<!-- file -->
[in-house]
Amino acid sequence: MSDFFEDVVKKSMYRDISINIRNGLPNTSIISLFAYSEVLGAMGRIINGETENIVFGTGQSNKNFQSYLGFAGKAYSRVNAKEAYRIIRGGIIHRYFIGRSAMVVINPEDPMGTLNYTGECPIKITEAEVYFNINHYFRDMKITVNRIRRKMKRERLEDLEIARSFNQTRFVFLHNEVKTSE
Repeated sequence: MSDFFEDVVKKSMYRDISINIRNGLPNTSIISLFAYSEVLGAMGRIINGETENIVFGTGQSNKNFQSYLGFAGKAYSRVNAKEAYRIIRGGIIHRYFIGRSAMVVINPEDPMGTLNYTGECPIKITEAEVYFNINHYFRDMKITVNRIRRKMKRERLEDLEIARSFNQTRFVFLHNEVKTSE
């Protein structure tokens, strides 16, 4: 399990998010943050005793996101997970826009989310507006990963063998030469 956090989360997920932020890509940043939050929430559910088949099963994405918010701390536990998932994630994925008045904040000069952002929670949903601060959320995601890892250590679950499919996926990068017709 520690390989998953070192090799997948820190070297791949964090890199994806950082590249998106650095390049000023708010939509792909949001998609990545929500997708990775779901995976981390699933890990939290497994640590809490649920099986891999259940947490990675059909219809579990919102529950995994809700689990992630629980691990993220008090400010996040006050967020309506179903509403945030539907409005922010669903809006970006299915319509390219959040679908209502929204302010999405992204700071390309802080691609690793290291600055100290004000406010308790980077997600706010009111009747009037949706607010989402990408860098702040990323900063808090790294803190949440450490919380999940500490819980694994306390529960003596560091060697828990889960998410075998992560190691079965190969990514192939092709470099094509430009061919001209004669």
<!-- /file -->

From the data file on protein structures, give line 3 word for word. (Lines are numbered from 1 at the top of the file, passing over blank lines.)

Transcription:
Repeated sequence: MSDFFEDVVKKSMYRDISINIRNGLPNTSIISLFAYSEVLGAMGRIINGETENIVFGTGQSNKNFQSYLGFAGKAYSRVNAKEAYRIIRGGIIHRYFIGRSAMVVINPEDPMGTLNYTGECPIKITEAEVYFNINHYFRDMKITVNRIRRKMKRERLEDLEIARSFNQTRFVFLHNEVKTSE